Record the distance traveled by GPS. It’s easy with the open source app for Android. In addition still some exciting additional functions in the App test.
If you are looking for an app to record the distance covered by GPS, then you quickly come across MyTracks from Google (→ App-Test ). But there are still good other apps for track-based geotagging. Today I’d like to introduce you to the open-source alternative GPSLogger.
At the time of the test version 33 was up to date. The requested permissions are inconspicuous and fit the functionality.
Features of the GPSLogger
The free app for Android smartphones and tablets is clearly limited to the core functions: record routes via GPS, save and export. Destinations for export include the SD card as well as FTP and cloud storage services.
On recording formats, GPS Logger offers GPX, KML, OpenGTS and plain text. Several formats are possible at the same time. The recording interval can be set as a function of time or distance.
Unfortunately, I find some settings of the logging details a little confused named.
Track recording with GPSLogger
Start the recording
Directly on the start page there is the button ” Start the recording “. Click on it and go.
The recording works completely offline even without data connection. Expensive data roaming abroad is not necessary. The track is always first stored in the internal memory or on the SD card. To be found in the folder ” GPSLogger “.
If the tour is over, simply stop the recording with the “Exit” button.
Low power consumption with the GPSLogger?
Again and again you hear that GPSLogger works very energy efficient. I can not confirm that after my tests. If the recording interval is long enough, (meaningfully) GPS is deactivated in between, which of course saves power. Google recently used this technique in MyTracks as well. With identical logging settings, I could not find any difference in power consumption. In addition, this technique even has a counterproductive effect at single-digit interval times. That’s why I switched it off in the settings.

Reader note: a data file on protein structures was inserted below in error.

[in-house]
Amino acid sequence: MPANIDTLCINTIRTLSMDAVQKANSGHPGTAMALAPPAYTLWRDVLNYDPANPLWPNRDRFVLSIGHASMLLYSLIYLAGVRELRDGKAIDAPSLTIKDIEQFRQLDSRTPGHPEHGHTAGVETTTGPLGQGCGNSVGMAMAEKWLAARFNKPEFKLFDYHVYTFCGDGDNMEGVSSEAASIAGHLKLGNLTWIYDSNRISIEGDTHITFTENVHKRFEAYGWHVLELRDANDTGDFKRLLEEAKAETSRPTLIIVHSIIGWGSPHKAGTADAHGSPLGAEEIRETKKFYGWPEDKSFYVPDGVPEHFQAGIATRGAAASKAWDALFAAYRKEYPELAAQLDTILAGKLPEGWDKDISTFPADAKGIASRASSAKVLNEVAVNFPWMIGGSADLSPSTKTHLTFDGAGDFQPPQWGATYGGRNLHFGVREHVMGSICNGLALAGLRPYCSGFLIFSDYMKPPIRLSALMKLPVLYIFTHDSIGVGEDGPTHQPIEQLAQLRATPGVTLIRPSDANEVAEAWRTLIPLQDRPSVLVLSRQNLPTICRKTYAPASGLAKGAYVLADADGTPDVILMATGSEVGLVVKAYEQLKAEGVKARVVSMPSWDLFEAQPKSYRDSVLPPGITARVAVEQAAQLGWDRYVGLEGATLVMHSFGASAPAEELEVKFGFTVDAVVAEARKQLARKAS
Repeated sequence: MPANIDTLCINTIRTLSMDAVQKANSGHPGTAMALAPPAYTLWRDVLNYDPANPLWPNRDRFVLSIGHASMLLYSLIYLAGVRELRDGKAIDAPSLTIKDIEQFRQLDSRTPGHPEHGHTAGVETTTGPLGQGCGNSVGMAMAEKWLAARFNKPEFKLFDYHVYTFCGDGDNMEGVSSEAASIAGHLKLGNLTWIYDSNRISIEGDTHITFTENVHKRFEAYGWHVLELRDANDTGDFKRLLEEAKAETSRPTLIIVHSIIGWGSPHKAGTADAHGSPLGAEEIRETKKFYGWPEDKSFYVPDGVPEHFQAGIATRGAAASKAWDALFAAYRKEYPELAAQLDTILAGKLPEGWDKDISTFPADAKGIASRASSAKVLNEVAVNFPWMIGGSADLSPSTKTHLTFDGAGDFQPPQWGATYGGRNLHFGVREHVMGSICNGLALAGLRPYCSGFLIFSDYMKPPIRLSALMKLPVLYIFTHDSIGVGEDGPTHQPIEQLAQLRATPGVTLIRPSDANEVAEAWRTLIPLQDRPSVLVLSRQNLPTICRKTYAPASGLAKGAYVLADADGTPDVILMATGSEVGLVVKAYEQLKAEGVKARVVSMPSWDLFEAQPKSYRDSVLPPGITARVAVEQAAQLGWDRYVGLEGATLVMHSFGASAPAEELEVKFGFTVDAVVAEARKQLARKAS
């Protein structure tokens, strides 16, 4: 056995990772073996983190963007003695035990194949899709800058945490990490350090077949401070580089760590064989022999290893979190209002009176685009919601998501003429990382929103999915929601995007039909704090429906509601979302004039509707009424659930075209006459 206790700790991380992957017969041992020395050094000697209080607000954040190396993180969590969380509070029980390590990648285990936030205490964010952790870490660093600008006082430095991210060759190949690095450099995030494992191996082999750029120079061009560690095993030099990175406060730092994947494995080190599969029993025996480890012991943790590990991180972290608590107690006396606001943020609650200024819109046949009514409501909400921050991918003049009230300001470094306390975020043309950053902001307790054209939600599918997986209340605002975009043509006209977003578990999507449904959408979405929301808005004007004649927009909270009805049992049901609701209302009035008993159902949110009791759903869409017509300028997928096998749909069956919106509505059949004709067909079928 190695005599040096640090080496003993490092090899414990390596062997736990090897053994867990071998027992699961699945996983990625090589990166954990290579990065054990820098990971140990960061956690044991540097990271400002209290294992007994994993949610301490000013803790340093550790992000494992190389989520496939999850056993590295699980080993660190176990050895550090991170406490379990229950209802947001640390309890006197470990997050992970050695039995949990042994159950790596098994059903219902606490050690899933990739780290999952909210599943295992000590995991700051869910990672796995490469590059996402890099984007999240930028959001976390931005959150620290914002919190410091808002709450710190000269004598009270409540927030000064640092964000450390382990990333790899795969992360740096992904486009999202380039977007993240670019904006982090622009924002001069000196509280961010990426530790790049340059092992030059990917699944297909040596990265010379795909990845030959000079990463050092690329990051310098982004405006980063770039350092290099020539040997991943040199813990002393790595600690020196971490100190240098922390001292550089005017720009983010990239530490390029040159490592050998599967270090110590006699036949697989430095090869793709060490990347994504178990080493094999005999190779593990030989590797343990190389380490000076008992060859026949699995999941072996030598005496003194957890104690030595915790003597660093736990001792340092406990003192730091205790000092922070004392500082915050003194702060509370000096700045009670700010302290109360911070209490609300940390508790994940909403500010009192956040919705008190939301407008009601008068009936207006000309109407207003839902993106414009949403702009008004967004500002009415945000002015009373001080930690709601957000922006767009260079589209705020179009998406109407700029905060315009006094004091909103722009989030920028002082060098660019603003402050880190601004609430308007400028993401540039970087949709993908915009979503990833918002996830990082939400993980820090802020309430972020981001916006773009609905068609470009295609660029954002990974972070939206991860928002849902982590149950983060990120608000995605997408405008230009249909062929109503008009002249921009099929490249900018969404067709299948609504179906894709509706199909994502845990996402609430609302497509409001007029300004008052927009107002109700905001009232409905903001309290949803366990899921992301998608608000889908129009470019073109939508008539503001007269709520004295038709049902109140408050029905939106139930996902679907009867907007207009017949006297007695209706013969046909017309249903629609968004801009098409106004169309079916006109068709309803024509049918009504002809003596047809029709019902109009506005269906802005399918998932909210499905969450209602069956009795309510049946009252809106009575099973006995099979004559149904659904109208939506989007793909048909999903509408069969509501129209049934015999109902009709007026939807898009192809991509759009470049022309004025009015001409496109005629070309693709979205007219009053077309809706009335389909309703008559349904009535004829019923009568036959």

Export the tracks
Completely offline access to the tracks via the folder “GPSLogger” on the phone memory.
If the data is to be forwarded, GPSLogger offers a wide range of export options. So the tracks can either be sent by e-mail or uploaded to Dropbox, Google Drive, OpenStreetMap, OpenGTS or FTP.
Personally, I prefer the Dropbox. It should be emphasized positively that the app does not get the permission over the entire Dropbox with the Dropbox release, but only for the Apps folder. The tracks are then in the folder Apps / GPSLogger for Android .
Special feature: Automatic transmission
I especially like the possibility to perform uploads automatically. For automatic upload at the end of recording, these settings must be made:
- Switch from the GPSLogger auto-send settings
- Define the destination for automatic sending. For example, authorize the Dropbox or enter FTP data
- Under “How often?” Enter when should be sent. I prefer to shoot right after the stop.
- Finally, check the box to allow automatic sending
If there is no Internet at the moment the recording is stopped, automatic sending will not be made later.
The manual upload
If you do not want to be sent automatically, you can also upload tracks individually or forward them via the Android Share function. Here I miss the opportunity to upload multiple tracks at the same time.
GPSLogger can not compete with MyTracks from Google either visually or by the mass of functions. But it does not want that either.
It is easy to use and offers the possibility to automatically send the recorded tracks or store them in online storage. In addition, it is open source software, which brings benefits including data protection. On the quality of the track recording is broadly nothing to complain about.
All in all a serious alternative to record GPS tracks.
Download QR code GPS Logger for Android Developer: Mendhak Price: Free
I like that:
- Easy handling
- Automatic cloud upload
I do not really like it that much:
- Confusing track settings